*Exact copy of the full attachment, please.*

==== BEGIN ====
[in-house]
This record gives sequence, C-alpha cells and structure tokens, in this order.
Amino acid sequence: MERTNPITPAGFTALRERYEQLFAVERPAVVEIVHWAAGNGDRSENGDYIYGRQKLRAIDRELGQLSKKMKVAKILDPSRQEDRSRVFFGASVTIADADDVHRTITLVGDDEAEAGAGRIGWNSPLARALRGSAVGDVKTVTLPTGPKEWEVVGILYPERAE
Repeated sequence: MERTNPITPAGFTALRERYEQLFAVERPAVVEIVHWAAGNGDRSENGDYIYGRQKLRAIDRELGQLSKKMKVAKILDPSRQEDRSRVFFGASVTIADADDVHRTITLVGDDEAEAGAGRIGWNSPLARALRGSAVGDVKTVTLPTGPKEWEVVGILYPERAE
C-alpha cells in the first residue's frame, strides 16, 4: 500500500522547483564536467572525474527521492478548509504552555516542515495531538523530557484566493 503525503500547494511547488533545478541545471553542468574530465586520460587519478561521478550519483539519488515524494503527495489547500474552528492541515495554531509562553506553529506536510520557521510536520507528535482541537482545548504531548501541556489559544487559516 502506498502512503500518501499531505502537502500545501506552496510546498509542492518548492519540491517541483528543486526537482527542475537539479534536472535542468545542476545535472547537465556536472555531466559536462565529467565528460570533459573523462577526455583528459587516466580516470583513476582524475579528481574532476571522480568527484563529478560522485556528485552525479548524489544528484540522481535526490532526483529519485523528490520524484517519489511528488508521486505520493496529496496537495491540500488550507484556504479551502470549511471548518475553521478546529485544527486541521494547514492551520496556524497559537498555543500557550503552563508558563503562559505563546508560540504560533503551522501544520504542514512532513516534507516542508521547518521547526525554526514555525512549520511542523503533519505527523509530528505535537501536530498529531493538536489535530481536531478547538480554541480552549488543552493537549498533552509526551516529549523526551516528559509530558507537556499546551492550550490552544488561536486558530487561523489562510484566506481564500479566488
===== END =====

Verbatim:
[in-house]
This record gives sequence, C-alpha cells and structure tokens, in this order.
Amino acid sequence: MERTNPITPAGFTALRERYEQLFAVERPAVVEIVHWAAGNGDRSENGDYIYGRQKLRAIDRELGQLSKKMKVAKILDPSRQEDRSRVFFGASVTIADADDVHRTITLVGDDEAEAGAGRIGWNSPLARALRGSAVGDVKTVTLPTGPKEWEVVGILYPERAE
Repeated sequence: MERTNPITPAGFTALRERYEQLFAVERPAVVEIVHWAAGNGDRSENGDYIYGRQKLRAIDRELGQLSKKMKVAKILDPSRQEDRSRVFFGASVTIADADDVHRTITLVGDDEAEAGAGRIGWNSPLARALRGSAVGDVKTVTLPTGPKEWEVVGILYPERAE
C-alpha cells in the first residue's frame, strides 16, 4: 500500500522547483564536467572525474527521492478548509504552555516542515495531538523530557484566493 503525503500547494511547488533545478541545471553542468574530465586520460587519478561521478550519483539519488515524494503527495489547500474552528492541515495554531509562553506553529506536510520557521510536520507528535482541537482545548504531548501541556489559544487559516 502506498502512503500518501499531505502537502500545501506552496510546498509542492518548492519540491517541483528543486526537482527542475537539479534536472535542468545542476545535472547537465556536472555531466559536462565529467565528460570533459573523462577526455583528459587516466580516470583513476582524475579528481574532476571522480568527484563529478560522485556528485552525479548524489544528484540522481535526490532526483529519485523528490520524484517519489511528488508521486505520493496529496496537495491540500488550507484556504479551502470549511471548518475553521478546529485544527486541521494547514492551520496556524497559537498555543500557550503552563508558563503562559505563546508560540504560533503551522501544520504542514512532513516534507516542508521547518521547526525554526514555525512549520511542523503533519505527523509530528505535537501536530498529531493538536489535530481536531478547538480554541480552549488543552493537549498533552509526551516529549523526551516528559509530558507537556499546551492550550490552544488561536486558530487561523489562510484566506481564500479566488